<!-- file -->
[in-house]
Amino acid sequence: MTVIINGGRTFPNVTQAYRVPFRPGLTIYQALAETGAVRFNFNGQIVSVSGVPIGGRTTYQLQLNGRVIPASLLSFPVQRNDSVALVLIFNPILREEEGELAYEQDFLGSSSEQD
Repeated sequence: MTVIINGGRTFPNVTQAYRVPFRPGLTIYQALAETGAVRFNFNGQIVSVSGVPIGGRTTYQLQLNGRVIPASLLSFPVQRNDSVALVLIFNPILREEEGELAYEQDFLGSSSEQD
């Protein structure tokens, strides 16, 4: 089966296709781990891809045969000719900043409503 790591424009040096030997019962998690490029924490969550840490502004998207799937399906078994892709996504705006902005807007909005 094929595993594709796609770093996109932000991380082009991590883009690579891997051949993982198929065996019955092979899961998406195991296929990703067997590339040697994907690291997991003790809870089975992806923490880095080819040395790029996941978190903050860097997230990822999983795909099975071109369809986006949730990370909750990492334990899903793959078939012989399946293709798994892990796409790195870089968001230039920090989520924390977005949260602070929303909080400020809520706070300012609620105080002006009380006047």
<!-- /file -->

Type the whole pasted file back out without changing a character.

[in-house]
Amino acid sequence: MTVIINGGRTFPNVTQAYRVPFRPGLTIYQALAETGAVRFNFNGQIVSVSGVPIGGRTTYQLQLNGRVIPASLLSFPVQRNDSVALVLIFNPILREEEGELAYEQDFLGSSSEQD
Repeated sequence: MTVIINGGRTFPNVTQAYRVPFRPGLTIYQALAETGAVRFNFNGQIVSVSGVPIGGRTTYQLQLNGRVIPASLLSFPVQRNDSVALVLIFNPILREEEGELAYEQDFLGSSSEQD
């Protein structure tokens, strides 16, 4: 089966296709781990891809045969000719900043409503 790591424009040096030997019962998690490029924490969550840490502004998207799937399906078994892709996504705006902005807007909005 094929595993594709796609770093996109932000991380082009991590883009690579891997051949993982198929065996019955092979899961998406195991296929990703067997590339040697994907690291997991003790809870089975992806923490880095080819040395790029996941978190903050860097997230990822999983795909099975071109369809986006949730990370909750990492334990899903793959078939012989399946293709798994892990796409790195870089968001230039920090989520924390977005949260602070929303909080400020809520706070300012609620105080002006009380006047």